Ableton Live offers a few different options for relieving your CPU of its load and helping your session run smoother, so let’s go through some of them.
- Adjust your buffer size:
An audio buffer is defined parcels in time in which audio is processed inside Ableton Live. The buffer allows enough time for the audio to be processed to have minimal glitches and audio dropouts. The bigger the buffer size, the more parcels, therefore the easier it gets for your CPU to process audio. As we will mention later, large buffer sizes can lead to latency issues, so be mindful of that.
To adjust your buffer size, go on Options > Preferences > Audio > Hardware Setup.
- Adjust your sample rate:
Sample rate is the number of audio samples carried per second. The lower the sample rate, the less demanding it is for Live to produce audio. Ableton’s default sample rate is 44100Hz, so why would anyone risk more CPU usage by going higher? Some producers prefer to sample at higher rates to achieve maximum audio quality, such as 88.2 kHz or 96 kHz. This is particularly effective in stretching audio; stretching an audio file spreads the samples over a longer time and reduces the sample rate. So, by having a higher sample rate, you achieve a better-sounding result. Most commercial music, though, is produced on a sample rate of 44100Hz or 48000Hz, so if the former is all your machine can handle, that’s completely fine. To adjust your sample rate, go on Options > Preferences > Audio > Sample Rate.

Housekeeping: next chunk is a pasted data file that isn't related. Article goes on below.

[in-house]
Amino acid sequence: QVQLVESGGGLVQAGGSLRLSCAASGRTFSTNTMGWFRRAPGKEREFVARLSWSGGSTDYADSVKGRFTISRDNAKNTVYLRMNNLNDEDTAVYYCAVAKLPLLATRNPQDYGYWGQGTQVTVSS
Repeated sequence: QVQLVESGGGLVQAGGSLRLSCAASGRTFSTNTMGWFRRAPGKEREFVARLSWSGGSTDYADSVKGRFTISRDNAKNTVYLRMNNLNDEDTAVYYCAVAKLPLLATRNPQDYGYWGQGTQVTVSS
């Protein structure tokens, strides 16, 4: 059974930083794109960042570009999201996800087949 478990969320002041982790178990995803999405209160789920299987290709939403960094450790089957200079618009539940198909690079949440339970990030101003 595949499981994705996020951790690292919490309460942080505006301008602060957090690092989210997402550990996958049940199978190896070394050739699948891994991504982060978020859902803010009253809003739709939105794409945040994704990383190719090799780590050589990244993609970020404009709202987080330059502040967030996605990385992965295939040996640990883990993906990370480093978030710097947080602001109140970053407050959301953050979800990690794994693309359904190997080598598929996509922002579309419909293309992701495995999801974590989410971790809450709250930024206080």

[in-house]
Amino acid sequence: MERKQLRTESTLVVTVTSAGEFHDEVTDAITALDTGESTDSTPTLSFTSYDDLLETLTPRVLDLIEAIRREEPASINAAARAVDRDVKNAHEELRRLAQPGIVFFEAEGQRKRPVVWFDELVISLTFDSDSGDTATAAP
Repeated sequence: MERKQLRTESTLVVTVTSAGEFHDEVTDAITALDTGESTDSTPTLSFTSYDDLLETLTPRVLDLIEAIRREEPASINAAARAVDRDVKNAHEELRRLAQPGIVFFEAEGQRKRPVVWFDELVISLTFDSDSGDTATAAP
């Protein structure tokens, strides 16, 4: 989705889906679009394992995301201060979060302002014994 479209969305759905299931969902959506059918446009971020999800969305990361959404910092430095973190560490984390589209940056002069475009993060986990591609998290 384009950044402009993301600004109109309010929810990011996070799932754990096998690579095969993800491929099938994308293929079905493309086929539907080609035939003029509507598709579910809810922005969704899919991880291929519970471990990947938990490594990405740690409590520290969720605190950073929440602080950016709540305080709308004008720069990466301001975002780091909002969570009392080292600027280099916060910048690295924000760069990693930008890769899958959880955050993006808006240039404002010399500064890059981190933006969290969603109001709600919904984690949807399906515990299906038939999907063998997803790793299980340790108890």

- Multi-core support:
Most modern processors are multi-core, meaning they are a single computing component comprised of multiple CPUs that read and execute program instructions. In simpler words, each individual core can execute various instructions, which does heavy duties your processor has to perform much more manageable.
Ableton 10-11 requires a multi-core processor to run, so the multi-core support function is always active. Ableton 9, on the other hand, is capable of running on single-core processors, so you need to enable multi-core support inside Live. This will noticeably improve the performance and flow of your session. You can find this option in Ableton preferences, under the CPU tab.
Sometimes, the issue can be as simple as your PC or laptop isn’t strong enough or capable of handling complex audio processing tasks. The following solutions are essential to read for anyone looking to buy a new machine specifically for producing music or for anyone who wants to upgrade their machine as a long-term investment.
- Install more RAM
RAM (short for Random Access Memory) stores data temporarily, meaning it’s used for functions such as running an application, installing a program, or data backup to your Cloud that happens in the background. Live, and every DAW takes up a lot of your RAM. Every MIDI channel you add, every audio effect, and VST plugin lives inside your RAM, taking more and more space the more your session grows. Therefore, upgrading your RAM would be an excellent investment for your music production future.